Abstract and Keywords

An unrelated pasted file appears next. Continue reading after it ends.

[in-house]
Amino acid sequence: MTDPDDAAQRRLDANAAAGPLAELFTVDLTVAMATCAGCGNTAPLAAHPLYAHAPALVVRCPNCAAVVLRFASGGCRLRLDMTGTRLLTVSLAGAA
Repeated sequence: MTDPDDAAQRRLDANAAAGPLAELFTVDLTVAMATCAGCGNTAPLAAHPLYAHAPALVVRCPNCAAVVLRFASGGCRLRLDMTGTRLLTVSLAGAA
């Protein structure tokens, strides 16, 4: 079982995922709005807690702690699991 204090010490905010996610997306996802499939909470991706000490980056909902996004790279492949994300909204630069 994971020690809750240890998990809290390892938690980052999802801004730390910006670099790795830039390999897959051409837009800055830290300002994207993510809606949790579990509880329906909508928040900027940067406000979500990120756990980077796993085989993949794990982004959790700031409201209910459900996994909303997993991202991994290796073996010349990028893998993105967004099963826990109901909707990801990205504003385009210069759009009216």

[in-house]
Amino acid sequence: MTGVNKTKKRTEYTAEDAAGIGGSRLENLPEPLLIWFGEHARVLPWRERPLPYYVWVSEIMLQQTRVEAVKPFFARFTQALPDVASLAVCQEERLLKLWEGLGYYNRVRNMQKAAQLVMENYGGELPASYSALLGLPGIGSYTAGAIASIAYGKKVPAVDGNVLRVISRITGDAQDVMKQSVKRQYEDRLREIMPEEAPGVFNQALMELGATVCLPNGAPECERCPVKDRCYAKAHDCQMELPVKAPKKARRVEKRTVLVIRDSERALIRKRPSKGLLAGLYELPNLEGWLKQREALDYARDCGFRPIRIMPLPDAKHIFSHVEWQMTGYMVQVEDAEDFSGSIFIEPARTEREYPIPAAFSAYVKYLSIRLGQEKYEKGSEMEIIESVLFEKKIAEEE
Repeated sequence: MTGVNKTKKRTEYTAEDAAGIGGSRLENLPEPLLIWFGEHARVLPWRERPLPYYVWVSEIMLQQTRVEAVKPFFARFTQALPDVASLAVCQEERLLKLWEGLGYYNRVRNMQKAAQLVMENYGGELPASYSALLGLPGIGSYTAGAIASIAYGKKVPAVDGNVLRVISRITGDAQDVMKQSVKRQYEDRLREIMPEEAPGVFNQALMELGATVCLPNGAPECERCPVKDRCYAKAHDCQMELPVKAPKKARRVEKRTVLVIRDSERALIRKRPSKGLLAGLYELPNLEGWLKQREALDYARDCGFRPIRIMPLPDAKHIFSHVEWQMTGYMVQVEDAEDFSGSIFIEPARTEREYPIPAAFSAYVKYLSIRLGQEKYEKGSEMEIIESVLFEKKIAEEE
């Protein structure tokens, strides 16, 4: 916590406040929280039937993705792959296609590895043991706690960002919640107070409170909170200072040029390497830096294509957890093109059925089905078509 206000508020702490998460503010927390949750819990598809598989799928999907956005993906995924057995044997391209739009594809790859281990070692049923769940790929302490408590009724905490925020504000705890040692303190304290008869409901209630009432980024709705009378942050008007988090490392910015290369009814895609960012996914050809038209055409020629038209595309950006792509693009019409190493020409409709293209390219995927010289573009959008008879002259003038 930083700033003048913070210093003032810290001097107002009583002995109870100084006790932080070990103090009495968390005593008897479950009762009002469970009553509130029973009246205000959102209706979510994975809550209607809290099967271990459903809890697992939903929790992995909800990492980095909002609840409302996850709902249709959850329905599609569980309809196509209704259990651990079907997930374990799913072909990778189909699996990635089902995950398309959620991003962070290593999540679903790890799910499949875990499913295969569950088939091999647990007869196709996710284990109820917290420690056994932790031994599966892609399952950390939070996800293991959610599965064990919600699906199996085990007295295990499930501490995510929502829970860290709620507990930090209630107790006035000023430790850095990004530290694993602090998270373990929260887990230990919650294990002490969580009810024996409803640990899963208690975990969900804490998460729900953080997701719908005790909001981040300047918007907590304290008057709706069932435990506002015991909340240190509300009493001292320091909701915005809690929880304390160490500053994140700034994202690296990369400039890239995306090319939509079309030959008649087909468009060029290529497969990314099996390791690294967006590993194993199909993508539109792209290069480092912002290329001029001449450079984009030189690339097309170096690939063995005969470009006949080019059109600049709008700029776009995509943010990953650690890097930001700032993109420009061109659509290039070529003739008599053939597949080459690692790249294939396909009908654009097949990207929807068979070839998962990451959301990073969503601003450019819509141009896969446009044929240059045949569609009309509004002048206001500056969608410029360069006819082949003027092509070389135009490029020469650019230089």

As the Reformation matured in its second and third generation, it faced new challenges both from within its ranks and from without. In the wake of the conclusion of the Council of Trent, the renewal of spirit within the Catholic Church challenged Protestant churches throughout Northern Europe, while internally Protestantism came to be riven by doctrinal fault lines between Calvinists, Lutherans, and Anglicans. In response to growing competition between religions, many states moved to enforce doctrinal uniformity, even as a wave of moral disciplining became evident in places throughout Northern Europe. At the same time the increasingly heterodox religious scene helped to produce distinct doctrinal, liturgical, and devotional differences among the various post-Reformation religions, producing confessional identities that were to shape Europe into modern times.
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